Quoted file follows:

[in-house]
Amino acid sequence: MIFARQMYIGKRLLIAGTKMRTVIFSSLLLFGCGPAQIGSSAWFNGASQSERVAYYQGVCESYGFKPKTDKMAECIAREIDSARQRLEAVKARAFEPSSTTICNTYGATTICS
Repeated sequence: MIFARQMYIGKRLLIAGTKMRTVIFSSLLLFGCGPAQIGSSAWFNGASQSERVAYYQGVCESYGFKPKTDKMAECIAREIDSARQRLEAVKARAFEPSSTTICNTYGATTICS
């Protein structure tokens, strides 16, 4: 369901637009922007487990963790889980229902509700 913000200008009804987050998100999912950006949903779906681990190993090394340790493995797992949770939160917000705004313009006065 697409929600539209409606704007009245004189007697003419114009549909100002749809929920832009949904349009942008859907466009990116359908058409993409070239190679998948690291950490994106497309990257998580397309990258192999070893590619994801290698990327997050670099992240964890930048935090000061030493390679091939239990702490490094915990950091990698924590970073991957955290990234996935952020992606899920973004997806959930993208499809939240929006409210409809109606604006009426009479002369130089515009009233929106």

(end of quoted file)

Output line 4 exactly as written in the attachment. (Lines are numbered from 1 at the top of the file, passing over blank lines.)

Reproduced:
């Protein structure tokens, strides 16, 4: 369901637009922007487990963790889980229902509700 913000200008009804987050998100999912950006949903779906681990190993090394340790493995797992949770939160917000705004313009006065 697409929600539209409606704007009245004189007697003419114009549909100002749809929920832009949904349009942008859907466009990116359908058409993409070239190679998948690291950490994106497309990257998580397309990258192999070893590619994801290698990327997050670099992240964890930048935090000061030493390679091939239990702490490094915990950091990698924590970073991957955290990234996935952020992606899920973004997806959930993208499809939240929006409210409809109606604006009426009479002369130089515009009233929106």